Your elderly loved one, such as your father, mother, or grandparent, reaches the age where they can no longer take care of themselves. You entrust their care and well-being with a healthcare provider such as a skilled nursing facility or retirement community. You later find that your loved one was neglected, abused, and not properly cared for.
What rights do you have to hold the healthcare provider accountable in California?
The Elder Abuse Act
(“the Act”) makes certain enhanced remedies available to a plaintiff (i.e. the person bringing a lawsuit) who proves abuse of an elder, i.e., a “person residing in this state, 65 years of age or older.” (Welf. & Inst.Code, § 15610.27.) In particular, a plaintiff who proves “by clear and convincing evidence” both that a defendant is liable for physical abuse, neglect or financial abuse (as these terms are defined in the Act) and that the defendant is guilty of “recklessness, oppression, fraud, or malice” in the commission of such abuse may recover attorney fees and costs and punitive damages. (Id., § 15657, subd. (a).)
The Elder Abuse Act defines abuse as “physical abuse, neglect, financial abuse, abandonment, isolation, abduction, or other treatment with resulting physical harm or pain or mental suffering” (Welf. & Inst.Code, § 15610.07, subd. (a); or “[t]he deprivation by a care custodian of goods or services that are necessary to avoid physical harm or mental suffering” (Welf. & Inst.Code § 15610.07, subd. (b)). The Act defines neglect as “[t]he negligent failure of any person having the care or custody of an elder or a dependent adult to exercise that degree of care that a reasonable person in a like position would exercise.” (Welf. & Inst.Code, § 15610.57, subd. (a)(1).)
Neglect Includes, But Is Not Limited To, All Of The Following:
- Failure to assist in personal hygiene, or in the provision of food, clothing, or shelter
- Failure to provide medical care for physical and mental health needs
- Failure to protect from health and safety hazards
- Failure to prevent malnutrition or dehydration.
In short, neglect as a form of abuse under the Elder Abuse Act refers “to the failure of those responsible for attending to the basic needs and comforts of elderly or dependent adults, regardless of their professional standing, to carry out their custodial obligations.” (Delaney v. Baker (1999) 20 Cal.4th 23, 34)
Punitive Damages Against The Health Care Provider
To recover the enhanced remedies available under the Elder Abuse Act from a health care provider, a plaintiff must prove more than simple or even gross negligence in the provider’s care or custody of the elder. The plaintiff must prove “by clear and convincing evidence” that “the defendant has been guilty of recklessness, oppression, fraud, or malice in the commission of” the neglect. (Welf. & Inst.Code, § 15657) Oppression, fraud, and malice “involve ‘intentional,’ ‘willful,’ or ‘conscious’ wrongdoing of a ‘despicable’ or ‘injurious’ nature. Recklessness involves “ ‘deliberate disregard’ of the ‘high degree of probability that an injury will occur” and “rises to the level of a ‘conscious choice of a course of action ... with knowledge of the serious danger to others involved in it. Thus, the enhanced remedies are available only for “ ‘acts of egregious abuse’ against elder and dependent adults.
Examples of cases involving conduct sufficiently egregious to warrant the award of enhanced remedies of punitive damages under the Elder Abuse Act include the following:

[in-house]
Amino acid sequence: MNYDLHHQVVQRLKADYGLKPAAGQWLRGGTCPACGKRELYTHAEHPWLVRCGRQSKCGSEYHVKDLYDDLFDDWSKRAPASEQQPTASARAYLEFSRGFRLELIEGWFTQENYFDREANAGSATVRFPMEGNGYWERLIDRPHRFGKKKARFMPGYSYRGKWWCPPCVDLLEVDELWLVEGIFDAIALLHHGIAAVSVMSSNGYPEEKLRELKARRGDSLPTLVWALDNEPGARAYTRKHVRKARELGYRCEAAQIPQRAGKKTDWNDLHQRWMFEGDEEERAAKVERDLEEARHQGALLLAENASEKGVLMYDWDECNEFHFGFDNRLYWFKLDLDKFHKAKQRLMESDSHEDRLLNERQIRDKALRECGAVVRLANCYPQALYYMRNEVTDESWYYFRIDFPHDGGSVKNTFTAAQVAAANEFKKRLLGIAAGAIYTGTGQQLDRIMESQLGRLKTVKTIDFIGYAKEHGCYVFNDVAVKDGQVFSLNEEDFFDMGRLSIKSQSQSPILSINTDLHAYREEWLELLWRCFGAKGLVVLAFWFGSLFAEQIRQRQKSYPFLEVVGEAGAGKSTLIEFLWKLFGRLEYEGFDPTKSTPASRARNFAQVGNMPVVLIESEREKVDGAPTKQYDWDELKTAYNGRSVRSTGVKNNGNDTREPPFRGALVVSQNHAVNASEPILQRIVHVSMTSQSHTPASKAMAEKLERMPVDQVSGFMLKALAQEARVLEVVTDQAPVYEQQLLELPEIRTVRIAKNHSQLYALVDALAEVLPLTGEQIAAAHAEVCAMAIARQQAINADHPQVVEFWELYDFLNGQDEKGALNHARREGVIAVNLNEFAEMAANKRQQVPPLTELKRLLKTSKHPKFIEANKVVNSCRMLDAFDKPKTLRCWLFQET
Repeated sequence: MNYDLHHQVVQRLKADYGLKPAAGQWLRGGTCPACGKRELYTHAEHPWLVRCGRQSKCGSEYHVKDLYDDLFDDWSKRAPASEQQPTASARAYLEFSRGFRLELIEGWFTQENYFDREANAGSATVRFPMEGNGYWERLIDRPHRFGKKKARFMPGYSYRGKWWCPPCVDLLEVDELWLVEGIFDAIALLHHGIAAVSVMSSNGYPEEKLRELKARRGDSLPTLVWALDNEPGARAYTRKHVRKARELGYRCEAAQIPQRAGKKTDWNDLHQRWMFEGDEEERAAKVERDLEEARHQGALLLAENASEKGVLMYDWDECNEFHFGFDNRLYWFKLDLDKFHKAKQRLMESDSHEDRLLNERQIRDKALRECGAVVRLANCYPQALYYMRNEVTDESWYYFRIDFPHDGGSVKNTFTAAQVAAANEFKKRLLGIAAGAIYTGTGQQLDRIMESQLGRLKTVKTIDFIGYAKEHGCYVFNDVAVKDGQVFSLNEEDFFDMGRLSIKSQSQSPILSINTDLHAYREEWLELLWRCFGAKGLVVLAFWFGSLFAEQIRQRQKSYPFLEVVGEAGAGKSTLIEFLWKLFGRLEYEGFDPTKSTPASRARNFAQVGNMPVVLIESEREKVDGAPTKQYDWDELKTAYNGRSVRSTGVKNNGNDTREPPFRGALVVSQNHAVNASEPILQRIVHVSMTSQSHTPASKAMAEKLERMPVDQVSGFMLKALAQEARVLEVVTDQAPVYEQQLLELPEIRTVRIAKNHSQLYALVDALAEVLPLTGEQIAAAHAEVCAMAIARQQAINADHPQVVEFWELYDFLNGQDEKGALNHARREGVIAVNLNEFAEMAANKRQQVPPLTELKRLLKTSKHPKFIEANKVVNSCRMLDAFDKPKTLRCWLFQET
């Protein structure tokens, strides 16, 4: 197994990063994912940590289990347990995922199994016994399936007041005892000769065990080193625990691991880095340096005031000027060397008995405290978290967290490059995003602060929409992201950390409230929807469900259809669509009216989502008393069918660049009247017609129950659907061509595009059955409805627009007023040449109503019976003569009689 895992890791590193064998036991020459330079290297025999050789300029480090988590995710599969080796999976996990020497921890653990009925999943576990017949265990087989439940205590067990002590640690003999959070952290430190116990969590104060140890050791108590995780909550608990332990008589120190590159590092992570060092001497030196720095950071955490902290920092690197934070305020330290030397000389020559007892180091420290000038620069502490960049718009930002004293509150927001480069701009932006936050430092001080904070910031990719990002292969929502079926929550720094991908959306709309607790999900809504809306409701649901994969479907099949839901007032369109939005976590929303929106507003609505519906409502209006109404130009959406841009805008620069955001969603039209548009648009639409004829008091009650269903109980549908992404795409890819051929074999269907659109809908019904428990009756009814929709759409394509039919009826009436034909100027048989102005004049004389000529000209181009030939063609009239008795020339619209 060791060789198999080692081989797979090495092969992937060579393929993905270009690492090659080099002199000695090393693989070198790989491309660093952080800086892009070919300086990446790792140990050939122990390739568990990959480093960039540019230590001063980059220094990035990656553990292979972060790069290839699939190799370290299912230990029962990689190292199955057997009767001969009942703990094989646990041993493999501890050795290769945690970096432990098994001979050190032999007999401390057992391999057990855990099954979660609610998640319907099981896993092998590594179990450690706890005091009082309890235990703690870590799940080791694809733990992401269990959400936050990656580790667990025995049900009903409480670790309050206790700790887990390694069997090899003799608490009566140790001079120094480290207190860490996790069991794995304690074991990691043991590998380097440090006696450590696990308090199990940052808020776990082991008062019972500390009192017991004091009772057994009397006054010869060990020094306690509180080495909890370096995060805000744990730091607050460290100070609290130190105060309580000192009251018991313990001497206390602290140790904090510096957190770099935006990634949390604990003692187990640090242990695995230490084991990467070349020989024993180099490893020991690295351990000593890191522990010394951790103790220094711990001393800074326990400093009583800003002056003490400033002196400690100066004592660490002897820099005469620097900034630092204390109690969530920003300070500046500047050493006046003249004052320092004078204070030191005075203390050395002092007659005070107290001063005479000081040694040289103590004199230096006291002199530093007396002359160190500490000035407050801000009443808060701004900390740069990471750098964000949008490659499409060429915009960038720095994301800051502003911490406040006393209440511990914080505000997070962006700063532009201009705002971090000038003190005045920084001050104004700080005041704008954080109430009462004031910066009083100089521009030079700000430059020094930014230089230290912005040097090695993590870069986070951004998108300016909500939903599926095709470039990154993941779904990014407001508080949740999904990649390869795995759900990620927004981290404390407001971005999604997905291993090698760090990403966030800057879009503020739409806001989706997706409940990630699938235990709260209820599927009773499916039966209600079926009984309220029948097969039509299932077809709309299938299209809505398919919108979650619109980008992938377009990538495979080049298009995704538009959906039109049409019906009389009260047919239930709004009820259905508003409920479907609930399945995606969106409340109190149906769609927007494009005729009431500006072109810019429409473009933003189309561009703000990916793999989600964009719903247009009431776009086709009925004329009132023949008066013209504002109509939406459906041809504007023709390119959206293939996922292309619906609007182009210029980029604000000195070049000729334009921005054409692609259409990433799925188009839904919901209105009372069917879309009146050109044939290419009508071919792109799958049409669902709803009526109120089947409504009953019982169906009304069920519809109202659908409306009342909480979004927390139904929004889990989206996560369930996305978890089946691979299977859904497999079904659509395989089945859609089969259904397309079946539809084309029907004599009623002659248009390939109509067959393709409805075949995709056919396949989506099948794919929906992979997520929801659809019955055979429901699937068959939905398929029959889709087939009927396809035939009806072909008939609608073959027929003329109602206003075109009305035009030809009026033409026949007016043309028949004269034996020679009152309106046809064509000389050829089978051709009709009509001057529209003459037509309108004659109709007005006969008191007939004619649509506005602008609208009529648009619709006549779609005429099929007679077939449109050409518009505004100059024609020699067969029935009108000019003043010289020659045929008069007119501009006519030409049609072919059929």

• A skilled nursing facility: (1) failed to provide an elderly man suffering from Parkinson’s disease with sufficient food and water and necessary medication; (2) left him unattended and unassisted for long periods of time; (3) left him in his own excrement so that ulcers exposing muscle and bone became infected; and (4) misrepresented and failed to inform his children of his true condition.
• An 88–year–old woman with a broken ankle was frequently left lying in her own urine and feces for extended periods of time and she developed pressure ulcers on her ankles, feet, and buttocks that exposed bone, despite the plaintiff’s persistent complaints to nursing staff, administration, and finally, to a nursing home ombudsman. (Delaney, supra, 20 Cal.4th at pp. 27, 41)
The Plaintiff Must Prove By Clear And Convincing Evidence Facts Establishing That The Defendant:
(1) had responsibility for meeting the basic needs of the elder or dependent adults, such as nutrition, hydration, hygiene, or medical care (Welf. & Inst.Code, §§ 15610.07, subd. (b), 15610.57, subd. (b) 15610.57, subd. (b)
(2) knew of conditions that made the elder or dependent adult unable to provide for his or her own basic needs; and
(3) denied or withheld goods or services necessary to meet the elder or dependent adult’s basic needs, either with the knowledge that injury was substantially certain to befall the elder or dependent adult (if the plaintiff alleges oppression, fraud, or malice) or with conscious disregard of the high probability of such injury (if the plaintiff alleges recklessness) (Welf. & Inst.Code, §§ 15610.07, subd. (b))
The plaintiff must also allege (and ultimately prove by clear and convincing evidence) that the neglect caused the elder or dependent adult to suffer physical harm, pain, or mental suffering. (Welf. & Inst.Code, §§ 15610.07, subds. (a), (b), 15657)
Contact Us for a Free Elder Abuse Case Evaluation
JCS Law Firm works with Southern California Elder Abuse clients, helping them recover the full amount of compensation they deserve. Contact us today to schedule a free, no-obligation consultation to discuss your case and get started filing your claim. With our client satisfaction guarantee, you have nothing to lose and everything to gain!
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